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CHAPTER XXI. APPEAL.



WHILST thus defining in some measure our future prospects and aims, we would impress upon our readers the fact that they have developed before us, in a manner and to a degree, of which we had no anticipation a few years ago. China has been such a “ closed door," and has opened so reluctantly to receive the messengers of the Gospel, that many of them have hardly expected ever to be other than " despised and rejected," as their Master was before them. 

When, however, the marvellous Providence of God overrules the cruel enmity of the Boxer rising of 1900, and converts a nation of 400,000,000 people into an attitude of polite recognition of the influence of the missionary, so that his teaching is sought after and listened to by overwhelming numbers, it becomes a necessity that the facts be laid before the Home Churches. It can hardly be too strongly emphasised that the present is a unique opportunity for the enlargement of all missionary effort in China, whether we refer to purely evangelistic effort, educational, medical or literary work. As these lines were being penned we had a fair example of the press of work abounding on every hand. The doors being opened half an hour before the time, the meeting-house in the city of Chentu was quickly filled to overflowing with a quiet, orderly crowd of men and women, ready to sit a couple of hours to listen to the preaching of the Gospel. Seven days a week this could be repeated, if only the men were there to preach. In the towns and villages throughout the whole of Friends’ District -- which, by the way, is equal to the six northern counties of England -- reaching, teaching and school work are waiting to be done. All the work --the foundations of which have been laid in past years in the steady toil which needed long patience -- is now increasing so rapidly that the present band of workers cannot possibly compete with the demands upon their time and strength. In addition, the altered attitude of the people demands Western teaching, and the question has to be faced, Shall China get it with or without the Gospel ? This is a question of world-wide importance, for Western training she will have. If she takes it with its excessive military influence, as in Japan, which seems quite possible, the world's peace may be endangered by the rise of a military Empire on the vast scale which her resources permit. The coming of Christ's Kingdom may be hindered unless the present opportunity be quickly and thoroughly grasped. The Christian Church will have cause to regret any neglect to respond to the call which has been sent to all the Home Churches, from the three thousand missionaries already in the field, who are bearing the burden, and what does appear to be the very  “heat of the day.” They appeal for more helpers, more support, more prayer. Shall they appeal in vain ? The men who are best acquainted with the facts of the present conditions are most emphatic in their call for help.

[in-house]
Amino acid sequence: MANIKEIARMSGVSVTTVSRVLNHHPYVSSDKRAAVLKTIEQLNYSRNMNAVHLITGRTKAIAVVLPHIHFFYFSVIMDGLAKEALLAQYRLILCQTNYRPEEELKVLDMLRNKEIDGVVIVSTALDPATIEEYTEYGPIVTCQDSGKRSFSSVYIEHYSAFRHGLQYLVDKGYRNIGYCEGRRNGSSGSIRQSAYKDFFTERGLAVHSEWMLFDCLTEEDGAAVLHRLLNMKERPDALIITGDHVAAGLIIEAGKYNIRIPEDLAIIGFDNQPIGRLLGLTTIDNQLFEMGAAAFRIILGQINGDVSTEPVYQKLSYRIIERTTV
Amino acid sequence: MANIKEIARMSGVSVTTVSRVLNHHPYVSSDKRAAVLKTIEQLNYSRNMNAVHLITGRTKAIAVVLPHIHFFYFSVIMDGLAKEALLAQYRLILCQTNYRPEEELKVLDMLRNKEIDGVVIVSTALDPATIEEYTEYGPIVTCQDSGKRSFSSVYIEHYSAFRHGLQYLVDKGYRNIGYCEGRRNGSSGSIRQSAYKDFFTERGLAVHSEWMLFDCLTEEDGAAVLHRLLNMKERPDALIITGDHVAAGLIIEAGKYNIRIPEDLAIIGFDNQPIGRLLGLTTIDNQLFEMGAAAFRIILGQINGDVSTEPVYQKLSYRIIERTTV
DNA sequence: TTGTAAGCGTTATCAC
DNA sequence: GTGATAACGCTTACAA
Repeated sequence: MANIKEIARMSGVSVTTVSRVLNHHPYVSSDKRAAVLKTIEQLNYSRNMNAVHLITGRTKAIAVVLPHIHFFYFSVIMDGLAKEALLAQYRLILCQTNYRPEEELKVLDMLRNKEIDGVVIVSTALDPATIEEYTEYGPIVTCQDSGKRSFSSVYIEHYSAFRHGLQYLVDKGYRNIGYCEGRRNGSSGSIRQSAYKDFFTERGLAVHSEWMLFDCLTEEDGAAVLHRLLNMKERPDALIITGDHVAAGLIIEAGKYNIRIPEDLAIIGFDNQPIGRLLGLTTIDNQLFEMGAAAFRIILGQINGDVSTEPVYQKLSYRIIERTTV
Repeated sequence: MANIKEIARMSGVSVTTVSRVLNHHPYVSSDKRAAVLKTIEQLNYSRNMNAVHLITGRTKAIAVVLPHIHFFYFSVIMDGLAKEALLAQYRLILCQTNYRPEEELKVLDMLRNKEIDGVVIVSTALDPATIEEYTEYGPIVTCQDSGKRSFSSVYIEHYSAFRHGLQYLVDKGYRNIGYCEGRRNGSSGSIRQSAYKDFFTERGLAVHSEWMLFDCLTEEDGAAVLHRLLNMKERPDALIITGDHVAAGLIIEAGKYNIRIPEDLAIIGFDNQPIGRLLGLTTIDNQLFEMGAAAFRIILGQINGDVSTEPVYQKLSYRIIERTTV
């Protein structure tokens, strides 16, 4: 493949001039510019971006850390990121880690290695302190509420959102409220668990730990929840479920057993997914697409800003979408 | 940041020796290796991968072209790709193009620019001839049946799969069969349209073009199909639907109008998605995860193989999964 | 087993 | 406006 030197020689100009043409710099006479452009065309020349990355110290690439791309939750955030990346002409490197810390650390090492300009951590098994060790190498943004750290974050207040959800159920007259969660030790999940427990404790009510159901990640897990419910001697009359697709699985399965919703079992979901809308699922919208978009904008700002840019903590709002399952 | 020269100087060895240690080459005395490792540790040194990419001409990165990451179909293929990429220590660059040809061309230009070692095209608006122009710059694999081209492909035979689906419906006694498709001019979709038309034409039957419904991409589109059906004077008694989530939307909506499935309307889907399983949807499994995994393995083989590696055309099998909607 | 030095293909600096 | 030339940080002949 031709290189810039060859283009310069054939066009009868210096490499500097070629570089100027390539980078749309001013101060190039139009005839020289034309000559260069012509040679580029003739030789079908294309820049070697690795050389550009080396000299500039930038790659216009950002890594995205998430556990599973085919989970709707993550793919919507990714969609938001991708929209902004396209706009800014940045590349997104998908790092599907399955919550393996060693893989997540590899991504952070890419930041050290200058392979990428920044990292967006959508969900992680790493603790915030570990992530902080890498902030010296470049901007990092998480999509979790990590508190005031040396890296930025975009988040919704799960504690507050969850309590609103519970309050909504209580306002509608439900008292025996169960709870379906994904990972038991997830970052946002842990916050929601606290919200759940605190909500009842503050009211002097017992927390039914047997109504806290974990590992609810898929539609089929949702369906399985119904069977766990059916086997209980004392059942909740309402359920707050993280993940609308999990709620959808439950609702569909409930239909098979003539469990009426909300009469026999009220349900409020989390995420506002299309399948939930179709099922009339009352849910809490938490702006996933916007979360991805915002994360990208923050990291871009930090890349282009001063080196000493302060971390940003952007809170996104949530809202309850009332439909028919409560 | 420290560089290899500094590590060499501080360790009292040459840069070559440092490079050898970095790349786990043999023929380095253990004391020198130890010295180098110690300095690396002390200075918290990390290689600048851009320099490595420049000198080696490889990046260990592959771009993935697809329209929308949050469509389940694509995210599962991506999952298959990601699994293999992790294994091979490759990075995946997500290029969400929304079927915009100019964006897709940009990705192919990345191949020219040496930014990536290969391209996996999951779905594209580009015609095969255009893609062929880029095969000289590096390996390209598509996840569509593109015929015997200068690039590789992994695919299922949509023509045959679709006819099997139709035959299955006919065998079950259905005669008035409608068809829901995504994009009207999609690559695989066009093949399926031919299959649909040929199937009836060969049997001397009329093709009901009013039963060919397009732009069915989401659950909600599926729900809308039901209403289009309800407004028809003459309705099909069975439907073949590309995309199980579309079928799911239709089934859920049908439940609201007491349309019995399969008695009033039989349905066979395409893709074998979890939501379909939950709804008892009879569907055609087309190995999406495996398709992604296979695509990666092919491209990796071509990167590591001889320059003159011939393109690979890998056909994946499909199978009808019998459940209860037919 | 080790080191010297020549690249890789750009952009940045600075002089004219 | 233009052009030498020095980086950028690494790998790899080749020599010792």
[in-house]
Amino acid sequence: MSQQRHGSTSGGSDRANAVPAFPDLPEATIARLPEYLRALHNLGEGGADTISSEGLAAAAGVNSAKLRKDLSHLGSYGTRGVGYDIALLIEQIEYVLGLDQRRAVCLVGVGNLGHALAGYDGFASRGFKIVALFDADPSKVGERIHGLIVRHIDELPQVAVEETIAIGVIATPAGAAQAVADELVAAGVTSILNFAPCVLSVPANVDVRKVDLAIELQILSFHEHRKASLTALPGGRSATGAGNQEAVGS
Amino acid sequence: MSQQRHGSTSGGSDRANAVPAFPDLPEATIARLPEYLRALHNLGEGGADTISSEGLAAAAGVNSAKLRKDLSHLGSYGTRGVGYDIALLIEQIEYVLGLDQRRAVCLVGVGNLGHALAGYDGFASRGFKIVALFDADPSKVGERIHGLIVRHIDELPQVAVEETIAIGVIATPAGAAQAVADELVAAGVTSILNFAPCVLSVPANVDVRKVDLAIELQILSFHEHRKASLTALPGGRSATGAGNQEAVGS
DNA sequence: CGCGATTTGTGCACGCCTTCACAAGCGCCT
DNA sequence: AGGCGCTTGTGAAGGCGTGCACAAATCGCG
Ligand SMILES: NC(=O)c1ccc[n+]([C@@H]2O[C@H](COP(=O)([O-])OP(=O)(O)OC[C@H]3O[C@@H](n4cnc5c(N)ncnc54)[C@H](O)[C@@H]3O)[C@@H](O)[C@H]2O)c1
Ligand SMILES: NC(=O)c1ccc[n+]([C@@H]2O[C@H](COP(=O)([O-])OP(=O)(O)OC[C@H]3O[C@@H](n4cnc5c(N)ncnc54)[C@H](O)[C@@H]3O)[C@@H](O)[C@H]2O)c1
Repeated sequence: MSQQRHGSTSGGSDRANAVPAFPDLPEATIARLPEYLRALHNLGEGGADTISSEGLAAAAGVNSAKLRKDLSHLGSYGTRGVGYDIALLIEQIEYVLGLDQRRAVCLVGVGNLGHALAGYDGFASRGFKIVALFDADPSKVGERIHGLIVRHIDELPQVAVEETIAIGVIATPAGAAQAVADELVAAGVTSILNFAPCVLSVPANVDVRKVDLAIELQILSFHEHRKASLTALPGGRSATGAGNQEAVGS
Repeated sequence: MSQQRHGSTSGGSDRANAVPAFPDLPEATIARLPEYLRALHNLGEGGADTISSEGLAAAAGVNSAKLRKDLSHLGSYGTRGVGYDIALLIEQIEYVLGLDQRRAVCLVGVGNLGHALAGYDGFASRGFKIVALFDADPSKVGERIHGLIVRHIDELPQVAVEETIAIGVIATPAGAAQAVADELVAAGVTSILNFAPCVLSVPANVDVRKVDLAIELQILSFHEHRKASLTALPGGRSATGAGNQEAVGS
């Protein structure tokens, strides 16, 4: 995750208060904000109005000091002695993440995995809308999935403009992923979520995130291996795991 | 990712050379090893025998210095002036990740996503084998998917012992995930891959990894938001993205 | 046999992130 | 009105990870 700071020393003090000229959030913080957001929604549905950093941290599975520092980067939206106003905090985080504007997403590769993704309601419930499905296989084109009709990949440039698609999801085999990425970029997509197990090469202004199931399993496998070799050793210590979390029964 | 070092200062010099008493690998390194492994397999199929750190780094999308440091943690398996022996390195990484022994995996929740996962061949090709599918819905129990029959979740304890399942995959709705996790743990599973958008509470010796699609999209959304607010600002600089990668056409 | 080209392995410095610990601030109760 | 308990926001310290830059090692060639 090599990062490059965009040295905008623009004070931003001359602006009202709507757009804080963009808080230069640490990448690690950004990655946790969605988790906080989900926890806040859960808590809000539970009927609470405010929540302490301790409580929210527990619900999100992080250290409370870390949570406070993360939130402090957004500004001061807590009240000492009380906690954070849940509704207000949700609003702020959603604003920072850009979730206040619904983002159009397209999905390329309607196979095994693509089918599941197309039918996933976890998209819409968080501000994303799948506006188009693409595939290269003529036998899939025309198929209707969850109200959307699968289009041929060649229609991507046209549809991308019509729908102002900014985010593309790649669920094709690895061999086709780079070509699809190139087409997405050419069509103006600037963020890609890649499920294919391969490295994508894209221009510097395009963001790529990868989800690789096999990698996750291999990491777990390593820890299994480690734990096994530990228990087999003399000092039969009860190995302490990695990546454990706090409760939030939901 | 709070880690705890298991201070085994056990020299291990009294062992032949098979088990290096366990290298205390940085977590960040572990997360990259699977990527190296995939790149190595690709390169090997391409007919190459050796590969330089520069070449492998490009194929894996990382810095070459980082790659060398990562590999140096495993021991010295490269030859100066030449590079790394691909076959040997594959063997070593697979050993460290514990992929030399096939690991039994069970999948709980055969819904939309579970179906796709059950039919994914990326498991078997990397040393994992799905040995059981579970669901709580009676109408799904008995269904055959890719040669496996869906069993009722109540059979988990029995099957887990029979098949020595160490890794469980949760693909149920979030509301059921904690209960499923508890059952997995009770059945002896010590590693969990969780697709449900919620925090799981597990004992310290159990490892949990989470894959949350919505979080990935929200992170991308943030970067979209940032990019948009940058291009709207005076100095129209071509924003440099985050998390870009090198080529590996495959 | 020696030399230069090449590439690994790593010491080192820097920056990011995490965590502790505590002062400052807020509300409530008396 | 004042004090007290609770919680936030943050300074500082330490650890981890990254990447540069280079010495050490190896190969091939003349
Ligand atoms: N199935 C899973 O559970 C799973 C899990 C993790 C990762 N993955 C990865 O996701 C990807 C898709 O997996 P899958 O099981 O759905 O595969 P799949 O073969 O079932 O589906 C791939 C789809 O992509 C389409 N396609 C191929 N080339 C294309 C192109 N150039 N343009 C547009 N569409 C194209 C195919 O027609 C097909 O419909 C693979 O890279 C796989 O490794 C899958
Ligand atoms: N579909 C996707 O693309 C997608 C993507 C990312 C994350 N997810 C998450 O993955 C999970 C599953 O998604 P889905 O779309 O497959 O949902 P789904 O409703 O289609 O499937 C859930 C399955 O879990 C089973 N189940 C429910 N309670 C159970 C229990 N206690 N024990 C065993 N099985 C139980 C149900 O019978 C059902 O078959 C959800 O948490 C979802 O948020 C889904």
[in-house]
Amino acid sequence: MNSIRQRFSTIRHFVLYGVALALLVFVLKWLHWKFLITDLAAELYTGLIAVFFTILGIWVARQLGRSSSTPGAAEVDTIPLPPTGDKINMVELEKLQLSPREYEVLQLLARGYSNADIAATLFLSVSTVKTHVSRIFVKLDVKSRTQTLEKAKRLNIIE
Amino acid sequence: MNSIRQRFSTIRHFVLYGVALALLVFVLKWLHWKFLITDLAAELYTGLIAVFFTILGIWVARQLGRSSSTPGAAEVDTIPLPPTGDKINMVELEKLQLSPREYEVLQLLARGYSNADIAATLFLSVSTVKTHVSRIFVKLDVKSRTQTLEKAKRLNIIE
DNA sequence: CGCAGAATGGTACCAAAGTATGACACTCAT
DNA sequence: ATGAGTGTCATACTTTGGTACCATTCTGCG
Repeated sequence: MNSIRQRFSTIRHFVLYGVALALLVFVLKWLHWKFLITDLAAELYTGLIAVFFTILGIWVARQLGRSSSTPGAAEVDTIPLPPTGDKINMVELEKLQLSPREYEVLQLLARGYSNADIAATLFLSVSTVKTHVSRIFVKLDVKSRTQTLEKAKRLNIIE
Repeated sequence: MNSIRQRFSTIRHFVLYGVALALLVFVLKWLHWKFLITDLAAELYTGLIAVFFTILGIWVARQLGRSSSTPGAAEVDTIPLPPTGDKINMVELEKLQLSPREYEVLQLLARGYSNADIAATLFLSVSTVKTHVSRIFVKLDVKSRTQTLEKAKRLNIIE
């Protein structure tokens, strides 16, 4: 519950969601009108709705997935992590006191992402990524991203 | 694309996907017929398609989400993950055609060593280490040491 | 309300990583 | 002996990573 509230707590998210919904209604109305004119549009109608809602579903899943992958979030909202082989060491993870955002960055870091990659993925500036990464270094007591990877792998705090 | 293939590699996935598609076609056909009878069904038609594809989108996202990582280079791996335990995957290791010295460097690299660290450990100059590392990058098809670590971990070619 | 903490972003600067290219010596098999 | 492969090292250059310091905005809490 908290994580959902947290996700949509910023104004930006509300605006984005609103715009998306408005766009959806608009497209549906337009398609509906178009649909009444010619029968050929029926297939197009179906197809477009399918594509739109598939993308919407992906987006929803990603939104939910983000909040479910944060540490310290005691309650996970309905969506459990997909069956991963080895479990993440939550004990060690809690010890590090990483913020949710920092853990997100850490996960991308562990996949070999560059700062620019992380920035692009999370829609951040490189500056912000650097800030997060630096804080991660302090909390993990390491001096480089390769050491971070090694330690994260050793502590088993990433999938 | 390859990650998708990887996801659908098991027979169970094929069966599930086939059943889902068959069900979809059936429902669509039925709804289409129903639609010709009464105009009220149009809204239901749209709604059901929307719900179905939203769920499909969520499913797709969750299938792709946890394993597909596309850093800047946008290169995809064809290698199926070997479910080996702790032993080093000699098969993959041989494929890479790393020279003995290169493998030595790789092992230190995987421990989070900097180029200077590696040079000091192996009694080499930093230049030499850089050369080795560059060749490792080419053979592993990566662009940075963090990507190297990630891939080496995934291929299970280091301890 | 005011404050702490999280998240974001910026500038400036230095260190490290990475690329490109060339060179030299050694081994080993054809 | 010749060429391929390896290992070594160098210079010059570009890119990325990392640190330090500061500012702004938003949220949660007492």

In all truly healthy work there must be growth and expansion. We rejoice that we can say that this is the fact in our own branch of the mission field in China. But the little band of twenty-four workers, --only ten of whom are men, --is quite inadequate to meet the growing work, and the expansion which the present crisis demands. We therefore appeal to our readers prayerfully to consider whether we, as a Society --and many of our members individually --^have not at the present time a special call of God to respond adequately with our best offerings.

The Call for Service